Another refugee, 14-year-old Rahaf in Beirut, said she was cornered by teenagers while on her way to clean houses, which she’s been doing for extra money.
“They scared me. They made me hate life,” the girl said.
Her mother said her daughter told her, “Mama, I would rather die in our country than have these problems.”
The United Nations has said that more than 100,000 people — including many civilians — have been killed in Syria since a popular uprising spiraled into a civil war in 2011.
“Syria has become the great tragedy of this century — a disgraceful humanitarian calamity with suffering and displacement unparalleled in recent history,” said Antonio Guterres, the United Nations’ high commissioner for refugees.
And there’s more somber news: another 4.25 million people are displaced inside Syria, the UNHCR said, meaning that more than 6 million people have been torn from their homes in the country.
“More Syrians are now forcibly displaced than is the case with any other country,” the agency said.
The overwhelming majority of the refugees who leave Syria end up staying in countries in the surrounding region, and the UNHCR said it has less than 50% of the funds it needs to meet their basic needs.
That places a heavy strain on the infrastructures, economies and societies of those host countries, the United Nations said.
The four biggest recipients of Syrians registered as refugees or awaiting registration are:
Lebanon — 716,000
Jordan — 515,000
Turkey — 460,000
Iraq — 168,000
Government ministers from those four countries will meet with the UNHCR in Geneva Wednesday in an effort to generate greater international support for dealing with the refugee exodus.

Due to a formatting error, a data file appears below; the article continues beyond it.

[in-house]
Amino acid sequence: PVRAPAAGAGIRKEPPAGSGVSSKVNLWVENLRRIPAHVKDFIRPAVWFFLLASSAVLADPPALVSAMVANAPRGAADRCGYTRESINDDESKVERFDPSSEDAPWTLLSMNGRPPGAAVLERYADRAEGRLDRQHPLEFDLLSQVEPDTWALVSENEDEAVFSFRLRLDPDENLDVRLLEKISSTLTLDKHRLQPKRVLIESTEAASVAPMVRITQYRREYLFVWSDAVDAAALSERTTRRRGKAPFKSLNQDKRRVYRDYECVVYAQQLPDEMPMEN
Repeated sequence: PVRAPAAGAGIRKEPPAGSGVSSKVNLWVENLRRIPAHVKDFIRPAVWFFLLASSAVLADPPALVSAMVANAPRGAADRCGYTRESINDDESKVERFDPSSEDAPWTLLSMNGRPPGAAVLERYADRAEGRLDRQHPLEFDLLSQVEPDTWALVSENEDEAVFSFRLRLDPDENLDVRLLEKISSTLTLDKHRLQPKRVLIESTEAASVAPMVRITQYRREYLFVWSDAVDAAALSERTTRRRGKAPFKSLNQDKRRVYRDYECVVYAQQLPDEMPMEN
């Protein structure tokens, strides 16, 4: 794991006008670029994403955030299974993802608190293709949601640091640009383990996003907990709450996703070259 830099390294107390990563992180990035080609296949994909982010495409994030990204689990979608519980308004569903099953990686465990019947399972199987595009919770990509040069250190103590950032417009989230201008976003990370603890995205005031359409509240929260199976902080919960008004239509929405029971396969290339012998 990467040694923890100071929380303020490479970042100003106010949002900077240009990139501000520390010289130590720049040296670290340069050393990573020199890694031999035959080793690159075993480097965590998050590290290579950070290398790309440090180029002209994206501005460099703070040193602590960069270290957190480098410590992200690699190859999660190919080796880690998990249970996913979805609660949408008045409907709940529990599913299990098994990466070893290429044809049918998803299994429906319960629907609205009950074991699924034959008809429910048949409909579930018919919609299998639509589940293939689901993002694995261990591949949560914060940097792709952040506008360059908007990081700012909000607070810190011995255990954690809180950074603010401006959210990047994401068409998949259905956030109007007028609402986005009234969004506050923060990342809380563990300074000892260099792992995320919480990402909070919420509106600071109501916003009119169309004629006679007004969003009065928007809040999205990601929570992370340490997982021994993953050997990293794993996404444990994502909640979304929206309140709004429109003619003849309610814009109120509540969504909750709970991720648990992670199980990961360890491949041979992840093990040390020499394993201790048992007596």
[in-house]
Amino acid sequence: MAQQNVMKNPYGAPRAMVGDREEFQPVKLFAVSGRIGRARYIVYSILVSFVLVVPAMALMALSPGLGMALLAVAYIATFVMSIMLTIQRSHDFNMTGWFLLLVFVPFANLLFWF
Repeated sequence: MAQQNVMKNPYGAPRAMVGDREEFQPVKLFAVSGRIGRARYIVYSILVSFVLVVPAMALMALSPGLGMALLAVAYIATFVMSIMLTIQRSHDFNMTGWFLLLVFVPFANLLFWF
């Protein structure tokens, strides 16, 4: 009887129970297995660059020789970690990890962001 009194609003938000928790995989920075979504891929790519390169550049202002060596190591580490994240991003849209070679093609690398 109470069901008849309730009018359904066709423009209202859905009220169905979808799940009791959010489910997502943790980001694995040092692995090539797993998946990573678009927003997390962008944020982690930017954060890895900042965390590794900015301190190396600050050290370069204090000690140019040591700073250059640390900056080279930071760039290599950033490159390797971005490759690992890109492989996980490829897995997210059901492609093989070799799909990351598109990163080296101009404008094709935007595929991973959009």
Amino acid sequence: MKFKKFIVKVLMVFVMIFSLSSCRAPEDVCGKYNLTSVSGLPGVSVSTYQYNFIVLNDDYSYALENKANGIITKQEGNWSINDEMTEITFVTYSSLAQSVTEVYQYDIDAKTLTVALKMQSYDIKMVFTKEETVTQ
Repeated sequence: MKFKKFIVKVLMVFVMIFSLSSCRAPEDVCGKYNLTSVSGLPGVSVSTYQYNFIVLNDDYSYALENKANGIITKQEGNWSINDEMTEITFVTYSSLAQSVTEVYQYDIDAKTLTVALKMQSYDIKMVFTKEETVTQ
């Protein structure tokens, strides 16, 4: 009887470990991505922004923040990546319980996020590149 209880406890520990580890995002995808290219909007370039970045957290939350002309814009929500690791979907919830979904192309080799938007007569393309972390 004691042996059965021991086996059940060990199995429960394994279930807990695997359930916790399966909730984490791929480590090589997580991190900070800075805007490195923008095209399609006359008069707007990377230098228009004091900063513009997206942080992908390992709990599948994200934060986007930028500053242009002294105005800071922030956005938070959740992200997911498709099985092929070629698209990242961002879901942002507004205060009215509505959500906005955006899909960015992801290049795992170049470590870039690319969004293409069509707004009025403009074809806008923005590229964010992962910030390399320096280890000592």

Wissam Tarif, executive director of the human rights group Insan, which is building a refugee camp in Lebanon, encouraged residents in neighboring countries to open their homes to refugees as prospects for housing them become thinner.
“We will be able to host up to 1,200 families. That’s around 10,000 people, but that’s nothing compared to the influx that’s expected. Lots of people will stay in the streets,” he said.
More than half of the 2 million Syrian refugees are children age 17 or younger, the United Nations said.
The British Red Cross suggested that the U.N. figure for the total number of refugees may well be too conservative.
“To have reached this landmark figure of 2 million registered refugees is shocking, but the true figure is likely to be higher,” said Pete Garratt, a disaster manager for the British group. “We know there are people who will not have registered for support, for many reasons. They may be afraid of any form of authority or of registering their status.”
The organization said that in Jordan, 70% of refugees live in urban areas rather than in camps, which makes it harder for aid agencies to find and help them.
“Our colleagues from the Jordanian Red Crescent report finding families who have not registered, or are worried about coming forward to ask for support,” Garratt said. “They are still living with the psychological effects of having been in a conflict zone, and that makes people wary.”